In 2013, after failed settlement efforts, the district court issued a Memorandum of Decision, in which it found that the Treaties purported to assure Tribes that they would forever have an adequate salmon supply.  The district court reasoned that culverts, in part, degraded salmon habitat by inhibiting the free migration of adult and juvenile salmon, which resulted in reduced Tribal harvests that prevented tribal members from earning a living and caused “cultural and social harm to the Tribes in addition to economic harm.”  On the same day, the district court issued a permanent injunction ordering the State, in consultation with the United States and Tribes, to compile a list of state-owned barrier culverts within the Case Area and required the State to correct all listed culverts in a manner that provided fish passage.  The State appealed.

On review in the United States Court of Appeals, Ninth Circuit (“court”), the State contended that the Treaties did not impose a duty on the State to abstain from constructing barrier culverts, and objected to the scope of the district court’s injunction

First, the court determined the State’s duties under the Treaties.  The court found that the State misconstrued the Treaties by characterizing their primary purpose as “opening up the region to settlement”; the court instead deemed the primary purpose as establishing a reliable means to sustain tribal livelihoods once the Treaties took effect.  The court, relying on Supreme Court precedent, construed treaties between tribes and the United States in favor of the tribes. Along that vein, the court reasoned the Tribes understood that the Treaties would provide not only access to usual and accustomed fishing places, but also to sustainable salmon populations; thus, regardless of explicit language, the court would infer that promise.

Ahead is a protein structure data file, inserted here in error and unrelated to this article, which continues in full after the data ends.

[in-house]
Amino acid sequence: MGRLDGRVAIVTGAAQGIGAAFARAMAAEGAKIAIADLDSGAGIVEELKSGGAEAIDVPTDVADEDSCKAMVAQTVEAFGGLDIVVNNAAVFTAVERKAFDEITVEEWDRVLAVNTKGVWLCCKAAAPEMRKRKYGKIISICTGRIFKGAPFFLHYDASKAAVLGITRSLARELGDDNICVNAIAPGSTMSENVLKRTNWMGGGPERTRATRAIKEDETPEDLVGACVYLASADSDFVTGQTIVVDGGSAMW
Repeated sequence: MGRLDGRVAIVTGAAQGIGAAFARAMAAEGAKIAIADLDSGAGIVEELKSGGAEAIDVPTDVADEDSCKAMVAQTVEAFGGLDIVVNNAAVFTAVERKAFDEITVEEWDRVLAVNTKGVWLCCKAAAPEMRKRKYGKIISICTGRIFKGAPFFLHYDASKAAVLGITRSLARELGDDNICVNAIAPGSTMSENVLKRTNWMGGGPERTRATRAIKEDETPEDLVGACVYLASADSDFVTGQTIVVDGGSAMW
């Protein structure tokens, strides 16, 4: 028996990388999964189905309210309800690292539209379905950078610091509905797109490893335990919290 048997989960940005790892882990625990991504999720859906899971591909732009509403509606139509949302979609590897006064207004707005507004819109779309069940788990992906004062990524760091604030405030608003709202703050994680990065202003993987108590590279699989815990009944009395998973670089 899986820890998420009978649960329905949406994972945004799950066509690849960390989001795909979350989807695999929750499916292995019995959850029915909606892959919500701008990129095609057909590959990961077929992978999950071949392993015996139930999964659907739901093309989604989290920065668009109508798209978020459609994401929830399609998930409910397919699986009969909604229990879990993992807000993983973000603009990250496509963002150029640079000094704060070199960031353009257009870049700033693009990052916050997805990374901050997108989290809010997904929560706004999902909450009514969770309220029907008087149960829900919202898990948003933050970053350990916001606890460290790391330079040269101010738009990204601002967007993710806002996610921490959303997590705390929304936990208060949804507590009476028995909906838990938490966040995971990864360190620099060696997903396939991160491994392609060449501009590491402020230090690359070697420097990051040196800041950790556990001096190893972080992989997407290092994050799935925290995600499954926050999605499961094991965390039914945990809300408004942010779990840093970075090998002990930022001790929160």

The court then reviewed the facts presented to the district court regarding the State’s culverts and recognized their effects within the Case Area as “block[ing] approximately 1,000 linear miles of streams suitable for salmon habitat.”  Therefore, the culverts precluded sufficient salmon populations that would maintain a moderate living for the Tribes.  The court further reasoned that replacing or modifying culverts to increase salmon migration would render more mature salmon available for Tribal harvest.

Next, the court addressed the appropriateness of the district court’s injunction and rejected the State’s contentions.  The State contended that the Tribes did not provide sufficient evidence that the culverts significantly caused the salmon’s decline. However, the court determined that the Tribes had presented extensive evidence.  Specifically, the Tribes presented a report prepared by state agencies, which acknowledged culverts as a type of barrier to fish migration and as “correctable obstacles.”  The State also contended that the district court’s injunction ordered the State to correct almost all state-owned barrier culverts without evidence that such corrections would improve salmon migrations.  However, the court reiterated that the State’s own evidence illustrated that once salmon habitat is accessible by un-blocking barrier culverts, “hundreds of thousands of adult salmon” would be available to Tribes.

Accordingly, the court affirmed the district court’s holdings and concluded that the district court did not abuse its discretion by issuing the permanent injunction.